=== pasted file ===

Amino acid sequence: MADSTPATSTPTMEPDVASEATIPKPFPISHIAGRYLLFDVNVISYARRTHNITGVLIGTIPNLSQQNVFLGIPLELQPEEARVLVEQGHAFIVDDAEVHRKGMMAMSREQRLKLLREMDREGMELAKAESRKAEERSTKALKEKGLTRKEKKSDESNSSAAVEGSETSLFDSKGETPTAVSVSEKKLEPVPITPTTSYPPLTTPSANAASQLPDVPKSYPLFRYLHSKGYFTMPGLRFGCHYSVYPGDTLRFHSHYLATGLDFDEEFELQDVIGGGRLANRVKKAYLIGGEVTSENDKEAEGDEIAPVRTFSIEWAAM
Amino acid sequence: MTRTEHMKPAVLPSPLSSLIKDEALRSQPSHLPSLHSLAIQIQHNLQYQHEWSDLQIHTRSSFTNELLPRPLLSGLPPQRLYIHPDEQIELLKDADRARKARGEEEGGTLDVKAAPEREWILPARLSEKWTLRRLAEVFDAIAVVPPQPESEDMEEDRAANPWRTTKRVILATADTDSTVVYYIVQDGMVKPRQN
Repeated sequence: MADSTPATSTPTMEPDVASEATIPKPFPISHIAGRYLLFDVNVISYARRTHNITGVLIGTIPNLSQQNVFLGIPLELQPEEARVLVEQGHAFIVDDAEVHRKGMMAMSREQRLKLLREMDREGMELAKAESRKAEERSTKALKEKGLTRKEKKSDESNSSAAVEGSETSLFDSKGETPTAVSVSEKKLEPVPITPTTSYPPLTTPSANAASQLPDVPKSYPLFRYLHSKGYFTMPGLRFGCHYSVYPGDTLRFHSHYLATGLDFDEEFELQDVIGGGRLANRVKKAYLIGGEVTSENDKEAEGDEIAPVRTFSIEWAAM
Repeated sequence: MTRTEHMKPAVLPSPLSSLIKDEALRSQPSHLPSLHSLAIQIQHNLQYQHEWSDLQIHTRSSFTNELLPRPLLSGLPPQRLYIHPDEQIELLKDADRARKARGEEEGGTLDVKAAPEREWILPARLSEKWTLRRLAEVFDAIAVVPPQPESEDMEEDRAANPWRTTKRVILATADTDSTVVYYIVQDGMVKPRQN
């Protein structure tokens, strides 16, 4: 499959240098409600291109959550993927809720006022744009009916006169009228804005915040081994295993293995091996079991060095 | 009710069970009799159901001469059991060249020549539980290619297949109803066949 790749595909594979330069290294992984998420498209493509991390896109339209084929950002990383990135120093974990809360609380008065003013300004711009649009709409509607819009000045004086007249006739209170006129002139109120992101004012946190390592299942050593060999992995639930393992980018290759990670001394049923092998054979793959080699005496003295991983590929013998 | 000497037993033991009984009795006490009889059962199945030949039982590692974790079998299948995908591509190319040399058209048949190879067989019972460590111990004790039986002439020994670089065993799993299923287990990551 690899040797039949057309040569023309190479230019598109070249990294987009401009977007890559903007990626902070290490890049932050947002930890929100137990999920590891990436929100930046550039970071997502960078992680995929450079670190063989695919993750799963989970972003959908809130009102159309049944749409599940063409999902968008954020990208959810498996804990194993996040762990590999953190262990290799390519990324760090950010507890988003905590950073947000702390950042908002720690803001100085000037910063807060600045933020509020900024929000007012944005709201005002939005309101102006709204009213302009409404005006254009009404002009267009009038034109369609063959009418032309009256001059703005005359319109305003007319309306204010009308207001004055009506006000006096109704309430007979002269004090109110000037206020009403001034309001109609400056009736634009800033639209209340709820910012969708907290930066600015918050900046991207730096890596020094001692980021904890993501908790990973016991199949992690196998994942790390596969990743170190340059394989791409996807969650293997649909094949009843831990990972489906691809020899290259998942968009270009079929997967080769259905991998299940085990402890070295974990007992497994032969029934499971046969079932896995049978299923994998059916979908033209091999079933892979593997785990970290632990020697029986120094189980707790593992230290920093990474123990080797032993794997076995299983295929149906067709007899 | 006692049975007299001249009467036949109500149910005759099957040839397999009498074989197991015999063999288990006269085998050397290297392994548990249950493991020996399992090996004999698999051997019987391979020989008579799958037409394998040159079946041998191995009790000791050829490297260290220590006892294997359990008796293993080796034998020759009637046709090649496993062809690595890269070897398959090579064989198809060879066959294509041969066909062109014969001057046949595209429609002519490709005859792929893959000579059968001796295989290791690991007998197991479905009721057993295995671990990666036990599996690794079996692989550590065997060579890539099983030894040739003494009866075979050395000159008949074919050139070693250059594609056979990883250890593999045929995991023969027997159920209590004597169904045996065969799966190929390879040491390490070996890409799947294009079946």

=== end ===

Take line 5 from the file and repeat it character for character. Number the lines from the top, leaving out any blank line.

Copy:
């Protein structure tokens, strides 16, 4: 499959240098409600291109959550993927809720006022744009009916006169009228804005915040081994295993293995091996079991060095 | 009710069970009799159901001469059991060249020549539980290619297949109803066949 790749595909594979330069290294992984998420498209493509991390896109339209084929950002990383990135120093974990809360609380008065003013300004711009649009709409509607819009000045004086007249006739209170006129002139109120992101004012946190390592299942050593060999992995639930393992980018290759990670001394049923092998054979793959080699005496003295991983590929013998 | 000497037993033991009984009795006490009889059962199945030949039982590692974790079998299948995908591509190319040399058209048949190879067989019972460590111990004790039986002439020994670089065993799993299923287990990551 690899040797039949057309040569023309190479230019598109070249990294987009401009977007890559903007990626902070290490890049932050947002930890929100137990999920590891990436929100930046550039970071997502960078992680995929450079670190063989695919993750799963989970972003959908809130009102159309049944749409599940063409999902968008954020990208959810498996804990194993996040762990590999953190262990290799390519990324760090950010507890988003905590950073947000702390950042908002720690803001100085000037910063807060600045933020509020900024929000007012944005709201005002939005309101102006709204009213302009409404005006254009009404002009267009009038034109369609063959009418032309009256001059703005005359319109305003007319309306204010009308207001004055009506006000006096109704309430007979002269004090109110000037206020009403001034309001109609400056009736634009800033639209209340709820910012969708907290930066600015918050900046991207730096890596020094001692980021904890993501908790990973016991199949992690196998994942790390596969990743170190340059394989791409996807969650293997649909094949009843831990990972489906691809020899290259998942968009270009079929997967080769259905991998299940085990402890070295974990007992497994032969029934499971046969079932896995049978299923994998059916979908033209091999079933892979593997785990970290632990020697029986120094189980707790593992230290920093990474123990080797032993794997076995299983295929149906067709007899 | 006692049975007299001249009467036949109500149910005759099957040839397999009498074989197991015999063999288990006269085998050397290297392994548990249950493991020996399992090996004999698999051997019987391979020989008579799958037409394998040159079946041998191995009790000791050829490297260290220590006892294997359990008796293993080796034998020759009637046709090649496993062809690595890269070897398959090579064989198809060879066959294509041969066909062109014969001057046949595209429609002519490709005859792929893959000579059968001796295989290791690991007998197991479905009721057993295995671990990666036990599996690794079996692989550590065997060579890539099983030894040739003494009866075979050395000159008949074919050139070693250059594609056979990883250890593999045929995991023969027997159920209590004597169904045996065969799966190929390879040491390490070996890409799947294009079946």